After writing this, it occurs to me that our brains are wired this way over time. We are not born drones.  We're created as playful beings and we come into the world wired for learning play. We spend the next 20 years playing and learning, generally with great joy and excitement.

Gradually, the  playing stops and we learn some more. We learn we have to work. No one is happy about this, by the way. Most of the joy and excitement begins to drain away through the holes in our head. Still, if we want to be able to play, less frequently, we have to work more frequently. So, life and college rewires our brains to this new concept of work. We work more so we can have more toys but less time to play.

We find we must structure our days to fit around this phenomenon called work so we can function effectively. We throw ourselves into it with verve and can-do spirit. We get calendars and clocks, something we had no use for in childhood. We sync our brain to these items by getting up day after day, at the same time and going to the same place day after day. We check the calendar to be sure we aren't missing something. We become slaves to time. And if something goes wrong - the clock breaks down, the calendar gets lost, our spouse dies, or we lose our jobs - we lose our sense of purpose and direction. We become zombies who can't function without a handler. We're worn out and old and no longer remember what play is.

That's where I am. I've realized that I have to start over and rewire my brain to a new paradigm. This is traumatic. Really, it is not a good feeling at all. In fact, my brain is resisting the process. I don't know how to not to do things. The old construct states that for adults, play is non-productive. It does not contribute to the betterment of individuals, society, or the world. Play is wasteful and directionless. To be a real person with value, you must work. You must produce to be useful and you must do it forever.

It is a very difficult process to rewire your brain to do something you spent years teaching it not to do. With each project, I have to tell myself that what I'm doing has purpose and value. I've been trying to adjust for seven years to a new way of life without my spouse. It has been hell. Really. Now, I am forced to readjust that life once more, to something else.

I'd really like to just sit on the beach.

That'd just be a waste of time.

Saturday, July 4, 2015

Winding Up the Week

 What a busy week it was this past week! I finished two crochet projects. The throw I was working on for someone's birthday. The throw is made with I Love This Yarn from Hobby Lobby with a size I hook. The pattern is one from a book of 61 different squares for a sampler. I just picked one and made it bigger. I've used that book for several items I've made by simply picking one of the squares.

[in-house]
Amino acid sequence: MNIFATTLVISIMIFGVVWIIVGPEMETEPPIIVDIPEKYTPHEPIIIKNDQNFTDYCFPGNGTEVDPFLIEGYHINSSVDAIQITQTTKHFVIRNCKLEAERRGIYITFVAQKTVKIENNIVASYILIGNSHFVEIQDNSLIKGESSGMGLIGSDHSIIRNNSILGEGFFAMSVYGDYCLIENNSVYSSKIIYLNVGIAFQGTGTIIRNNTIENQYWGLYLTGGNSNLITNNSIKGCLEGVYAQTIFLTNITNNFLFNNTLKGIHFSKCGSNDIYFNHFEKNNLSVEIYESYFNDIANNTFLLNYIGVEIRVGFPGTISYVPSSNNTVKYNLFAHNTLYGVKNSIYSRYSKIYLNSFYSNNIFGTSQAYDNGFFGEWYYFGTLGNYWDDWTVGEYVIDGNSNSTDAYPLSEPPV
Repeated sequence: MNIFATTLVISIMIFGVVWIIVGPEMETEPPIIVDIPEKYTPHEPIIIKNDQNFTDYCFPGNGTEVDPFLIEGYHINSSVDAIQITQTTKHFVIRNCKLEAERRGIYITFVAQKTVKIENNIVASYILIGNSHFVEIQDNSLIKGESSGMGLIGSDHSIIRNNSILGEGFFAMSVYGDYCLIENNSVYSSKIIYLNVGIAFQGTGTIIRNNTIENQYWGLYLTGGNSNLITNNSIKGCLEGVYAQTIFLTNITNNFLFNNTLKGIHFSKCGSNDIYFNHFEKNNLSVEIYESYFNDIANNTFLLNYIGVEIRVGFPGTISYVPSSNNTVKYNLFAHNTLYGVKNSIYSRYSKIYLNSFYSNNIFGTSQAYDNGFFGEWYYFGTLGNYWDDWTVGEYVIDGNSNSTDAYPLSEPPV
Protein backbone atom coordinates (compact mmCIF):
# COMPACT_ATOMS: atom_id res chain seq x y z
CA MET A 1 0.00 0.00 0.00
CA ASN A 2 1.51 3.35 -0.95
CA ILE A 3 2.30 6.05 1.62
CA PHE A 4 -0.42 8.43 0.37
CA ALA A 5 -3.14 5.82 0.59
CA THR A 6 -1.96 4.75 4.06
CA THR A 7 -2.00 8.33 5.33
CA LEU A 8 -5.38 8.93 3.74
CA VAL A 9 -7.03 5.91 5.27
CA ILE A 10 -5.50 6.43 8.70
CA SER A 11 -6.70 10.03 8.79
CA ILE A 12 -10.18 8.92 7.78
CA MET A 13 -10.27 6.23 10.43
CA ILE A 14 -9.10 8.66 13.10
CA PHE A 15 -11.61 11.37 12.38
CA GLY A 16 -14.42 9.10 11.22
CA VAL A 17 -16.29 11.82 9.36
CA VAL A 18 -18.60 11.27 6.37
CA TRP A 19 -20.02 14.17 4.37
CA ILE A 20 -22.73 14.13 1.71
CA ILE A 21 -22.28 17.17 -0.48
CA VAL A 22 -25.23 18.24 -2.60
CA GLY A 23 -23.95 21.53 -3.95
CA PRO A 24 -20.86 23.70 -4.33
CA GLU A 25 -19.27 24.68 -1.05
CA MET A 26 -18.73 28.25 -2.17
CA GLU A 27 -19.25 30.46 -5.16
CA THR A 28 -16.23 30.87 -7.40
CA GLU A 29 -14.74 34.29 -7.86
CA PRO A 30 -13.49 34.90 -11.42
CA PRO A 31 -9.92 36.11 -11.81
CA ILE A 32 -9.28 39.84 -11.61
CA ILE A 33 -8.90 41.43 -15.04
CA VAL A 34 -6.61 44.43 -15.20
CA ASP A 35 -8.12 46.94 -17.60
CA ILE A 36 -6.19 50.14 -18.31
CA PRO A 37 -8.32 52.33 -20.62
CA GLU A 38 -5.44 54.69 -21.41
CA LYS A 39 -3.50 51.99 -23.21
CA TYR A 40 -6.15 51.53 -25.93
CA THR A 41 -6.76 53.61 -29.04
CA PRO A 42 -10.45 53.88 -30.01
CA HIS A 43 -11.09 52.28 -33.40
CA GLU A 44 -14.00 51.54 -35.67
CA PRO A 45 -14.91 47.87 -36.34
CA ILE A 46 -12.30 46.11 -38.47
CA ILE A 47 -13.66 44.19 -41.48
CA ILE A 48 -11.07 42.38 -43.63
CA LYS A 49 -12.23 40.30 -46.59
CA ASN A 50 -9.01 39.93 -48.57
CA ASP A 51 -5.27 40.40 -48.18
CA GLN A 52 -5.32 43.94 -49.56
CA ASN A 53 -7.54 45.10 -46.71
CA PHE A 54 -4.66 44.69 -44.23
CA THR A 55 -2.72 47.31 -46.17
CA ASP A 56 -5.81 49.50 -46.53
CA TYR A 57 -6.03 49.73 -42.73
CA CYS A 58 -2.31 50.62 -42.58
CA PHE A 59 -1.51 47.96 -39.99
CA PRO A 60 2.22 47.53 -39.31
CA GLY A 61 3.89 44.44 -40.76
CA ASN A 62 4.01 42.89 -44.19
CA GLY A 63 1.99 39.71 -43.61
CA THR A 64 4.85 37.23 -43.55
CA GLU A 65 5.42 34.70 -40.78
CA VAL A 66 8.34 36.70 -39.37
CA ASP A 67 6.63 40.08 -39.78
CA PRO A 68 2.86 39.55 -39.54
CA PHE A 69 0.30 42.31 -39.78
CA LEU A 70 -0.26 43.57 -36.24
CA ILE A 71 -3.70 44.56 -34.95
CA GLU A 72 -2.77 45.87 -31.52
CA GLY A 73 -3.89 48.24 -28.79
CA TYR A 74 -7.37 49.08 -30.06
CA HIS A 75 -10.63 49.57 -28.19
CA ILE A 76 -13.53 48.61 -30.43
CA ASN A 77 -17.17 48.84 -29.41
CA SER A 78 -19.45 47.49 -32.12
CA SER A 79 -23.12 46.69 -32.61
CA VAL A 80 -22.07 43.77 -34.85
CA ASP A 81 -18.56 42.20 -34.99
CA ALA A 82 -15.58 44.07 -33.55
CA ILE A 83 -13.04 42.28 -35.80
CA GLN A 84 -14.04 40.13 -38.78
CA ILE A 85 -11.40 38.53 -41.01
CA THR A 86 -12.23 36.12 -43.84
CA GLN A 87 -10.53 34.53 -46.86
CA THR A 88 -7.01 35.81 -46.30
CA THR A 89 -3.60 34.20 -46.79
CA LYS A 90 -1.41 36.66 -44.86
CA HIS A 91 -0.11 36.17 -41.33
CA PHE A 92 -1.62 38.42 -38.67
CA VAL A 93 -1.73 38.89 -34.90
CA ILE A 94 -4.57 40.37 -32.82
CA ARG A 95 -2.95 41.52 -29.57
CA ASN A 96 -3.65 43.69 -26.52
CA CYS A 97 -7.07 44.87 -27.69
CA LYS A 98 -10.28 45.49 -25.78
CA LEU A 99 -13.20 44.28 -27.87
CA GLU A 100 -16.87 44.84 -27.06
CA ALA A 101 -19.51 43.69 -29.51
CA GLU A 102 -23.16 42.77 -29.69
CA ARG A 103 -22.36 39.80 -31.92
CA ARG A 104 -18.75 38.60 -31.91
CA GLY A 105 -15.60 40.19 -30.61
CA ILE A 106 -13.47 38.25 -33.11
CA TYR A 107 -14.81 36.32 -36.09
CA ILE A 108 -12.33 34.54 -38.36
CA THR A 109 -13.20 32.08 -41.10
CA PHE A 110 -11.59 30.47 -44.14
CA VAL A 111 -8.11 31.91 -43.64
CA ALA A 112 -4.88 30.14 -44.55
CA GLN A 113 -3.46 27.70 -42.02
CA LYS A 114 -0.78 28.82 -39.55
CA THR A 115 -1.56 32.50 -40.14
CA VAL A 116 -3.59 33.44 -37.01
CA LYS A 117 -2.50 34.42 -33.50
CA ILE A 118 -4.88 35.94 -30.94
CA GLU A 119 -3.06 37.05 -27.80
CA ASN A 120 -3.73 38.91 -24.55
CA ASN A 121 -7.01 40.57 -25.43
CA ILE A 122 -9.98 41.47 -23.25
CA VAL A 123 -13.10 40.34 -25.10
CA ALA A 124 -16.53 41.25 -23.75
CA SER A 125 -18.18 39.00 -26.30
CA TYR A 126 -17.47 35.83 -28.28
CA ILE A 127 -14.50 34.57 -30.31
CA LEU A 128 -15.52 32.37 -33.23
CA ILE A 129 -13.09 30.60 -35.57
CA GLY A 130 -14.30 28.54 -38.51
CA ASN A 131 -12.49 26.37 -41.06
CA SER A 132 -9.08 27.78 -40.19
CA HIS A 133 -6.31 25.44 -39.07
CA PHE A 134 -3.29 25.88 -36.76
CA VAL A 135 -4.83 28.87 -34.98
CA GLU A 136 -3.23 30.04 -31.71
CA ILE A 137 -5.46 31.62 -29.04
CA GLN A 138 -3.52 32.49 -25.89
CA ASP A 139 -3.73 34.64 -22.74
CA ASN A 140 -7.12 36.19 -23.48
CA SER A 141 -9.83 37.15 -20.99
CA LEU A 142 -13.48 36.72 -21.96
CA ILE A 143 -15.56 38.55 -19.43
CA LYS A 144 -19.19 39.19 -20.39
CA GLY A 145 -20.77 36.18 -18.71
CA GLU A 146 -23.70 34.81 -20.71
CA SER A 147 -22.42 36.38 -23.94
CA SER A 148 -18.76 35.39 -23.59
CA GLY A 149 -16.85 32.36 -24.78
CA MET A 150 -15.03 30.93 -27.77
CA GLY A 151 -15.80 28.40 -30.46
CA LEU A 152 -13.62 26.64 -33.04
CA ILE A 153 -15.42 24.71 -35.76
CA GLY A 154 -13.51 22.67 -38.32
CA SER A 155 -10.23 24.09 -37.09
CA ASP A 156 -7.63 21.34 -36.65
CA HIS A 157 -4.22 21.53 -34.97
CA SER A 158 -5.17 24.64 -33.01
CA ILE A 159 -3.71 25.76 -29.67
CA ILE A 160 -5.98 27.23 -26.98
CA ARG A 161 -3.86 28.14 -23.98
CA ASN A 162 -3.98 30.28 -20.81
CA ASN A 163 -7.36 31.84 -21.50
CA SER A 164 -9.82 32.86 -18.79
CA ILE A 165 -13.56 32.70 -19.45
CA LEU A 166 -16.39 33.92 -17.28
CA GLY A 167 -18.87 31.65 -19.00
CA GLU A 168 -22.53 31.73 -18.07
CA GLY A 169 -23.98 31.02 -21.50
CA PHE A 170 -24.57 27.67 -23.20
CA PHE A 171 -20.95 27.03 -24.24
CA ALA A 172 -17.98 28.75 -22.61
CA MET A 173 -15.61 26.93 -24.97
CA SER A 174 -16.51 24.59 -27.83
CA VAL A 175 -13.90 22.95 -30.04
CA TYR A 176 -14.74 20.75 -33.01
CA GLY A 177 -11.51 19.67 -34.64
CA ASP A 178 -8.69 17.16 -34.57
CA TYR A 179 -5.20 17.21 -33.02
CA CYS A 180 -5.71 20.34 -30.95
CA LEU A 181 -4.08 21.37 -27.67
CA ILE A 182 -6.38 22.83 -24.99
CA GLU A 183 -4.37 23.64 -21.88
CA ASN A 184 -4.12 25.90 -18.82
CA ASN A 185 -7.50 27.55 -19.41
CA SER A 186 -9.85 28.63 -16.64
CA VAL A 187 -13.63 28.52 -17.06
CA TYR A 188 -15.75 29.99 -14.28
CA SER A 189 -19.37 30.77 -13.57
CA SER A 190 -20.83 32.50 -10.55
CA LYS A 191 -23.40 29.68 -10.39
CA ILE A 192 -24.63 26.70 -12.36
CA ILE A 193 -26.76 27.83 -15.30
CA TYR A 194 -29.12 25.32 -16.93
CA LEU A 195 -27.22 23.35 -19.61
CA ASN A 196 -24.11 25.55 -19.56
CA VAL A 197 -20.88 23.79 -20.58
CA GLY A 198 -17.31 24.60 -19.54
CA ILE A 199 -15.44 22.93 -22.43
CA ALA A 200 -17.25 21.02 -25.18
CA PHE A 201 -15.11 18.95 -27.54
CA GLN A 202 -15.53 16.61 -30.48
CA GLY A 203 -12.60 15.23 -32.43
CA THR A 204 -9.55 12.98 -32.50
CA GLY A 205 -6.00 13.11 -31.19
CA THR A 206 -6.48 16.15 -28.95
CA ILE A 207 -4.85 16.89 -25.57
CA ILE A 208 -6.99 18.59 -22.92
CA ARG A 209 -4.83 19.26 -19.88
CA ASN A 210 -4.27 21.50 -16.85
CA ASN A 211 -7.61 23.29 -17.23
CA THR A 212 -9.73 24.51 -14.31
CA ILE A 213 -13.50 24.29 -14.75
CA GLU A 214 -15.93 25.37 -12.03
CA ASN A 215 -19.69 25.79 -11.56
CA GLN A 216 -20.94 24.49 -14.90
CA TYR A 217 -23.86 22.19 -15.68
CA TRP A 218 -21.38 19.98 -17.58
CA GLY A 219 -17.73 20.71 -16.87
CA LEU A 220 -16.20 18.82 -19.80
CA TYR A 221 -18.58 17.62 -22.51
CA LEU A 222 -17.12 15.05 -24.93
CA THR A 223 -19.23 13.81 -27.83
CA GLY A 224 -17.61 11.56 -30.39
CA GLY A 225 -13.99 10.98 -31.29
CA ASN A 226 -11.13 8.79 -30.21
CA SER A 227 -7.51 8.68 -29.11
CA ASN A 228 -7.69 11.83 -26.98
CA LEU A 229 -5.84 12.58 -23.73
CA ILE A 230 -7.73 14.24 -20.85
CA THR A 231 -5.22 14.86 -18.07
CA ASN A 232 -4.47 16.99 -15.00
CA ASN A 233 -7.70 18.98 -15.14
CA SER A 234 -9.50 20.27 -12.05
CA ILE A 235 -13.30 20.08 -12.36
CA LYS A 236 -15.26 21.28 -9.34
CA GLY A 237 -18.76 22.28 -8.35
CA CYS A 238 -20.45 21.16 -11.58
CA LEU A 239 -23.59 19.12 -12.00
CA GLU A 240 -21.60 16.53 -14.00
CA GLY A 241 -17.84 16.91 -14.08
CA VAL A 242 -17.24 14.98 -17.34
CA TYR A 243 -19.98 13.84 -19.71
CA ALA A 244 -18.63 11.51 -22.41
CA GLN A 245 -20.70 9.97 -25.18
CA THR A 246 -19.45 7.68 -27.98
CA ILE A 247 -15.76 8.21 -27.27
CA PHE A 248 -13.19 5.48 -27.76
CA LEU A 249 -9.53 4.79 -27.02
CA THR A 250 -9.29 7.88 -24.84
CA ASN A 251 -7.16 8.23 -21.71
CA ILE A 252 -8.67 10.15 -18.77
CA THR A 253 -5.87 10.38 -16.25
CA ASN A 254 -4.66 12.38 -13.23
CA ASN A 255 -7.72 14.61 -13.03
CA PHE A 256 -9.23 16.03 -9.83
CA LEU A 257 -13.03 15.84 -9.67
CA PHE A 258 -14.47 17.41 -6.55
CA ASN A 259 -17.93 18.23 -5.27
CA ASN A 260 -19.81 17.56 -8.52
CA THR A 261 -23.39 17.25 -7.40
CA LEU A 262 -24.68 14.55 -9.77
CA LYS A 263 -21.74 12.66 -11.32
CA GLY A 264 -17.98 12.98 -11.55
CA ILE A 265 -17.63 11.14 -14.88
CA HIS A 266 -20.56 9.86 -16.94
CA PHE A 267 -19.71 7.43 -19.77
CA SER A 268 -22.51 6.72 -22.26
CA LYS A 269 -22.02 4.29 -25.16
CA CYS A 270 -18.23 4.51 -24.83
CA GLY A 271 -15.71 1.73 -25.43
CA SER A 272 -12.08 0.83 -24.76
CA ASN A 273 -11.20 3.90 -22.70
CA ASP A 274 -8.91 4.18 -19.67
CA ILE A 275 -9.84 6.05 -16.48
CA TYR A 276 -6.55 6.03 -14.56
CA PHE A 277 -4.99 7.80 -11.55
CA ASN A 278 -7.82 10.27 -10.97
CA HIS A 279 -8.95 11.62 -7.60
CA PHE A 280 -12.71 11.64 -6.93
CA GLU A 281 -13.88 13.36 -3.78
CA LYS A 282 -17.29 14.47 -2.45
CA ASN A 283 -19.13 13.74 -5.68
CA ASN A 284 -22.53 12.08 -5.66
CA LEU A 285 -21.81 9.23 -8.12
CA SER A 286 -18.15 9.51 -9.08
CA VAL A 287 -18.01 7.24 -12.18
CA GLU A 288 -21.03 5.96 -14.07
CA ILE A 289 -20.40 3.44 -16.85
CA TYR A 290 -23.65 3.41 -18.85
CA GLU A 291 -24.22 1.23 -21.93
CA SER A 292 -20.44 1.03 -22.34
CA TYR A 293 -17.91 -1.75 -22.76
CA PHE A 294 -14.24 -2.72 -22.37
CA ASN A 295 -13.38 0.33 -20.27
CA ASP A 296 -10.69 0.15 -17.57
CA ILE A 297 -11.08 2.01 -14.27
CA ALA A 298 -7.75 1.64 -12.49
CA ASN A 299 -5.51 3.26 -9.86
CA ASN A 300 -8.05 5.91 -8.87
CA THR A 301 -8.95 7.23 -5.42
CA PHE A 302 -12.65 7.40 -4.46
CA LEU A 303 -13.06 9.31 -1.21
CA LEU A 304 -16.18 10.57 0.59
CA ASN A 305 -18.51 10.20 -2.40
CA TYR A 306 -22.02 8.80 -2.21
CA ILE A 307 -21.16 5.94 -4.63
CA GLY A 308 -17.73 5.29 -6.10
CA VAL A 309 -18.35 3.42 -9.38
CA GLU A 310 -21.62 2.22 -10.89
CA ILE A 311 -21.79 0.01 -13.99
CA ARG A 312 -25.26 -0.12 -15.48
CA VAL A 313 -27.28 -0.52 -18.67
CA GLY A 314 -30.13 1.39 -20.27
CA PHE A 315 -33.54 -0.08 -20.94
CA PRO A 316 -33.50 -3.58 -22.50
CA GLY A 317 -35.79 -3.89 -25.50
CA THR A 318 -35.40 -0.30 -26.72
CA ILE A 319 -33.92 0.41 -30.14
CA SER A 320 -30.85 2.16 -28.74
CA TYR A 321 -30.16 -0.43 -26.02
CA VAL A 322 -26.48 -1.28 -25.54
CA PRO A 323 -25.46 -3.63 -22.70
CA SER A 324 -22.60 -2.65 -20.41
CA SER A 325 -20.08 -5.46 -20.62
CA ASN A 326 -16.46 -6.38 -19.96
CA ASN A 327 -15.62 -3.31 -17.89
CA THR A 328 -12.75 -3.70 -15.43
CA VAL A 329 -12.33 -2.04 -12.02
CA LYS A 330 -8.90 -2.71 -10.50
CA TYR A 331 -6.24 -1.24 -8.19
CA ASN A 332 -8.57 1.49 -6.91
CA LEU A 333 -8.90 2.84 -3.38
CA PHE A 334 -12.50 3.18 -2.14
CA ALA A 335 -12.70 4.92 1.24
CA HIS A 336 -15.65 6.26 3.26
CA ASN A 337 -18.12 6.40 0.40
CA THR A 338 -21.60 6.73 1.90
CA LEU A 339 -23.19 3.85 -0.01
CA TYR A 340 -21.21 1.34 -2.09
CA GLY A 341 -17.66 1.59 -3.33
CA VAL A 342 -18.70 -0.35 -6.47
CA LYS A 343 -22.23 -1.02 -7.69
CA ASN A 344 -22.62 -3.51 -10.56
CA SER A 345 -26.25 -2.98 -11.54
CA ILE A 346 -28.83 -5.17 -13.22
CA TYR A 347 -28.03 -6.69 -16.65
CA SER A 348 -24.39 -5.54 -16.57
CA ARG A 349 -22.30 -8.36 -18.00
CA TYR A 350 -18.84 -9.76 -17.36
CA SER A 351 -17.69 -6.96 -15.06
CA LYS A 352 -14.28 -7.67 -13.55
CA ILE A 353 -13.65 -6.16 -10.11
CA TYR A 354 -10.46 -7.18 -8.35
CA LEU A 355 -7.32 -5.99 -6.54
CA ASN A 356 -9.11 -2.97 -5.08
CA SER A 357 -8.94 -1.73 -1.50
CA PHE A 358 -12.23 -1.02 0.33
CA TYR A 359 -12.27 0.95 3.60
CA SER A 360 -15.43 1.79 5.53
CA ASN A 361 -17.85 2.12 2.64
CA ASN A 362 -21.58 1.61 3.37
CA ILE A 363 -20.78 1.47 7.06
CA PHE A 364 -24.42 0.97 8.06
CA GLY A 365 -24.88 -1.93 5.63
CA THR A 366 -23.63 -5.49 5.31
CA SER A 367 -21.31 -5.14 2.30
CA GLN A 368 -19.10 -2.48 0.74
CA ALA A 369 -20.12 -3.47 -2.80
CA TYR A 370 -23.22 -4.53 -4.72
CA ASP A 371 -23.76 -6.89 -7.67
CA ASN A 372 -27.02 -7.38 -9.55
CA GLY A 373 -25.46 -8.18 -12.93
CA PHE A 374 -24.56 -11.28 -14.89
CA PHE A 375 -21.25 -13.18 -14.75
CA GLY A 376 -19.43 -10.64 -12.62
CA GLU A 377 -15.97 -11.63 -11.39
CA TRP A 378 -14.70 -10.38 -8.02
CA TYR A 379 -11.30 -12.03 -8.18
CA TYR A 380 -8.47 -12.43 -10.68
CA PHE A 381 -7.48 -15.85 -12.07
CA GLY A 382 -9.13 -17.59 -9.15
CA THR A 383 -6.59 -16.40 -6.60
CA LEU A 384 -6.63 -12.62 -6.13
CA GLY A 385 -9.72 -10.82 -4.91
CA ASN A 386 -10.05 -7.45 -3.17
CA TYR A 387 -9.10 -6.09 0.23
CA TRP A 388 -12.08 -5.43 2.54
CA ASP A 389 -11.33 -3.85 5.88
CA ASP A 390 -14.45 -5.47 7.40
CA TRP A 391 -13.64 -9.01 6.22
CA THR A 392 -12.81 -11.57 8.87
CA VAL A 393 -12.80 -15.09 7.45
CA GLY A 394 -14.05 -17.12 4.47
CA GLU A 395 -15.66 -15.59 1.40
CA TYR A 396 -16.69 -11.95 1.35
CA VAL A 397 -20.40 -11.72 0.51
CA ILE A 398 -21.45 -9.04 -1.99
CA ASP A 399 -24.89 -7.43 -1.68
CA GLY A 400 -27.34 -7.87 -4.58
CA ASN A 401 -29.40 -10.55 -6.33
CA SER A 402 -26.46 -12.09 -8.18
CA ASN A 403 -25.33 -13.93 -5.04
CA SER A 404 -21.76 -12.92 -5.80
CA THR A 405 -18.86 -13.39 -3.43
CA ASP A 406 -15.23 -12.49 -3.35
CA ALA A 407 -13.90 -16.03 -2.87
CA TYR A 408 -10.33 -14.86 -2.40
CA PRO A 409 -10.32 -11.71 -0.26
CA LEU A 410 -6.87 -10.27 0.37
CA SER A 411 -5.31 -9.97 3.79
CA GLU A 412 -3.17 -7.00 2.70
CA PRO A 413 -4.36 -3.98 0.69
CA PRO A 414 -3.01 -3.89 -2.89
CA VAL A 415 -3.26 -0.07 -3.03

I also made this little thing at the left. It came out so lovely that I want to do another one. It is a dress for Sarah's Barbie doll. I think next one will be white and a long version. I also have a pattern for a Victorian travel outfit that I'd like to try.

I have to tell you, this is tedious. Yarn is much easier to crochet once you know how. Although, I learned to crochet on thread, it has been years and it was more like the stuff you make wash cloths out of. I don't recommend you start with this particular kind of thread.

The variegated thread is size #10 and the needle is 1.7 mm. Yes, that is very small.  The thread is just a bit bigger than quilting thread, which is slightly larger than sewing thread. The needle... I think a pen head about the same as size as that hook. I took my time and finished it over the course of a couple of weeks. I was so thrilled with it, despite the numerous errors I made and which I can immediately find. You could too, but not in a photo. Still it is for play and not a showcase.

I started a new project last night while watching t.v. with Mike. It will be another throw, made with Red Heart Yarn in with several colors. It is an interesting pattern I found online and wanted to try. They made a baby blanket with it but mine will be larger at least as large at the one pictured above. This new throw is going to also be heavier.

Red Heart yarn is a bit scratchy and I don't like it. They do have a huge variety of colors but it is really not a cozy up yarn. I don't mean it is impossible to have next to you but there are now other yarns much more cozy against the skin. Most are competitively priced, are far softer. When my batch is of this rougher Red Heart is gone, I probably won't buy anymore of it. I did recently find a Red Heart yarn that is softer than their most common yarn so if I can find the colors I want, I may try that. I bought one super sized skein in white to try.

I also made a personal blog challenge 30 Shorts in 30 Days. I'm done three so far and this is shaping up to be fun. I even made a button to put up when I'm done.  I'm also working on my anthology story for the writing group.

I'm trying to get my ceiling replaced. I've got mortar joints that need repair and I'm waiting on final estimates for both jobs. In fact, I got the last one for the mortar joints today. So, I hope by the end of the month those will be done. Mike and I have to tear out the ceiling next week in preparation for the new one.

I will be going to Arkansas the last week of this month to pick Sarah up and bring her home before school starts. I've missed her but I dread having to get up at 6:30 every morning. Time is just moving so quickly. She'll be 9 in less than two months.

I'm going to get done with this post now and go work on the new crochet project. This coming week, I'm hoping to organize some things and become a bit more productive. I want a schedule back in place before Sarah gets back. It will keep up both on track.

I posted my 3rd short story of the month called The Fourth. I hope you've all had a great 4th of July.